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History of choir

The Choir was formed in 1937 by members of St. Albans Church, North Harrow in the same year as the church was consecrated. It began as the St. Albans (North Harrow) Choral Society, but it was not restricted to church members. The annual subscription for membership was initially fixed as 10 shillings (50 pence), but this sum was thought to be too high and was reduced to 5 shillings (25 pence)!

Under Richard Miles, performances included Mendelssohn's Hymn of Praise and Handel's Messiah. The choir had achieved a membership of 60 before the outbreak of World War II. The war brought uncertainty, membership shrank and the black-out caused great difficulties. In 1941, the choir was renamed as North Harrow Musical Society and Edgar Broadhurst was appointed as conductor in 1942. Towards the end of the war, members numbered only 45.

In 1949, Edgar Broadhurst was succeeded by Clarice Brooksbank who held the post until 1977 - almost half of the choir's existence to date. By 1960, the choir had expanded to 100 members, and gave a number of notable performances, including Haydn's The Seasons, Mendelssohn's Elijah and Elgar's King Olaf. Handel's Samson was performed in 1959, marking the bicentenary of the composer's death. In the same year, the annual subscription was raised to £1!

In 1960, the choir adopted its present title of Harrow Choral Society, and by 1964, it was so popular that membership had risen to the record level of 170. This was a decade of achievement, and saw the performance of many of the major works of the repertoire, including Elgar's Dream of Gerontius, the Requiems of Brahms, Verdi and Mozart, Mendelssohn's Elijah, Bach's St. Matthew Passion and B minor Mass. Between 1961 and 1973, the Society took part in 18 Promenade Concerts. Amongst the celebrated conductors of these concerts were Sir Malcolm Sargent, Stokowski, Sir Adrian Boult, Sir John Pritchard, Norman Del Mar and Sir Charles Groves.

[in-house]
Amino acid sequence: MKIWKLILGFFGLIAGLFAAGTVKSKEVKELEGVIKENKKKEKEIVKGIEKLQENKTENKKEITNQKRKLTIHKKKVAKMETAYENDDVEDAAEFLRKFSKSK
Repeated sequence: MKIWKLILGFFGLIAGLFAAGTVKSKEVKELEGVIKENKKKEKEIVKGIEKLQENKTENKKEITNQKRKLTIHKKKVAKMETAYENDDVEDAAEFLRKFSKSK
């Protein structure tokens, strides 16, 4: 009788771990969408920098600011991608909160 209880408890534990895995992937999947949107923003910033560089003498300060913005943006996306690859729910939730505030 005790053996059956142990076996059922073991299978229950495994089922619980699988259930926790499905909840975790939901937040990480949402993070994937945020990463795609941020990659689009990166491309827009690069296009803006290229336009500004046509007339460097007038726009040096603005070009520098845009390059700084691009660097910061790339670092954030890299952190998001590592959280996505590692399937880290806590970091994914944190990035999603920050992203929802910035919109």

The Society's president, Frederic Jackson, died in 1972, and was succeeded by Sir Charles Groves. In 1977, Clarice Brooksbank conducted her final concert for the Society, which was a performance of Vaughan Williams' A Sea Symphony. She was succeeded by Bryan Fairfax, whose innovations included the first of the now traditional (and highly successful) Christmas Celebrations, and the launch in 1980 of the Friends of Harrow Choral Society.

By the time of its Golden Jubilee, the choir had a new conductor, Nigel Springthorpe (appointed in 1984) and a new Vice President in the noted tenor, Ian Caley, who sang the title role in a Jubilee performance of Elgar's Dream of Gerontius.

The decade before the Millennium was even richer in achievement. 1990 saw the first of the Three Choirs concerts, in which two other local societies - Harrow Philharmonic Choir and Stanmore Choral Society - join us in large-scale performances. Sadly, the 1992 Three Choirs concert was dedicated to the memory of Sir Charles Grove, who had died the previous day. This blow was to some extent lessened by the generosity of his widow, Lady Hilary Groves, in becoming a Vice President.

One major musical figure was succeeded by another when Richard Hickox agreed to assume the Presidency of a Society for which, by happy coincidence, he had, some nineteen years before, played continuo in a performance of Bach's St. John Passion.

Simon Williams, the society's current conductor, appointed in 1992, was already well-known to members as the accompanist, and his leadership has resulted in many further innovations. The choir has performed several excellent works by local composer and choir member Lorna K. Dawson, including Requiem which Lorna in fact wrote while a student of music in Dundee but re-orchestrated and expanded for HCS's English premiere of the work. On the strength of it, her beautiful Cantata Caledonia was subsequently commissioned by Simon on behalf of the choir, who performed its world premiere in 1996.

The choir has also performed Bryan Kelly's Crucifixion, a work commissioned by the Chiltern Choir, another choir for which Simon was at the time also the Director of Music. A further innovation has been the successful launch of a Training Choir (Singing for Starters) under the inspirational guidance of Hilary Musgrave.

Under the leadership of Simon Williams and Bernard Barker, the present accompanist, the choir has enjoyed 'away days' to such places as Cambridge, Sherbourne and Warwick and three successful 'tours abroad' to France. This leadership has also played a large part in the success and growth in popularity of our 'In One Day', come-and-sing concerts and our now traditional annual Christmas celebrations.

We were delighted to attain our Diamond Jubilee in 1997 and, given the commitment and enthusiasm of our present members, and the continued loyalty of our audiences, we have every confidence that we will celebrate many more anniversaries during this millennium.

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